Paul L. Caron

Tuesday, July 4, 2023

University Of Cambridge Hosts Conference Today On Tax, Public Finance, And The Rule Of Law

The two-day 6th Annual Tax Policy Conference on Tax, Public Finance and the Rule of Law concludes today at the Centre for Tax Law at the University of Cambridge Faculty of Law. U.S. Tax Prof presentations include:

Cambridge Center for Tax Law (2023)Alex Raskolnikov (Columbia), Distributional Limits of Legal Rules

The estate tax applies only to the rich, and so did the income tax for the first three decades of its existence. Many new taxes recently proposed by academics and politicians target only the rich as well. And any progressive tax takes more from the rich than from others. Yet no one has suggested that property law, contract law, antitrust or corporate law, to take just some examples, should have special, less favorable rules applicable only to the wealthy. This paper asks: why not? What is the problem with a separate law for the rich, especially given the long history of progressive taxation and the widespread academic support for the idea that legal rules should reflect distributional considerations as a general matter?

This puzzle, it turns out, is surprisingly difficult to solve. Neither political theory, nor economic analysis, nor practical design considerations offer a plausible answer. The difficulty with resolving the puzzle is itself instructive. It reveals that redistribution through legal rules is limited in a way that redistribution through the tax law is not. Legal reforms—at least reforms that anyone has suggested and defended thus far—simply cannot have a meaningful impact on the rapid growth of income and wealth inequality at the very top. In contrast, changes to legal rules can make a difference in addressing the other major inequality problem—the declining fortunes of those at the bottom. In other words, legal rules have real distributional limits, but they have a real distributional potential as well.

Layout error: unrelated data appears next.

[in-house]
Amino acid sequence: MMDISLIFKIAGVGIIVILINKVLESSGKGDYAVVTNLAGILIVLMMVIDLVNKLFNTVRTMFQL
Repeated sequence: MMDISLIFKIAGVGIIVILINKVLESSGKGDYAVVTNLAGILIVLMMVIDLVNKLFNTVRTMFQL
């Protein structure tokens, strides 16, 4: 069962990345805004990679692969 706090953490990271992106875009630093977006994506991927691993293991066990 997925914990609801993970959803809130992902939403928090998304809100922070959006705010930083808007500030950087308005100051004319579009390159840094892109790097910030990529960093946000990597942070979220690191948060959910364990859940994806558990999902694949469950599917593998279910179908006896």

Henry Ordower (St. Louis; Google Scholar), Unbundling Social Security from the Payroll Tax:

To preserve social security as a welfare program primarily for older individuals and to ameliorate the distributional inequity of funding social security across income and wealth levels, this article recommends unbundling the benefit side of social security from its longstanding payroll tax funding mechanism. The article recommends replacing the payroll tax revenue with a budget allocation from general revenues accompanied by both revenue raisers and benefit limitations. Income tax rate increases linked to repeal of the FICA tax and tax expenditure limitations would enhance income tax revenue. Modifying social security benefits from their current overinclusive, entitlement structure for all to moderately needs-based entitlement possibly freed from the constraint of the current contribution requirement that makes social security underinclusive would help provide the older population an income facilitating dignified aging.

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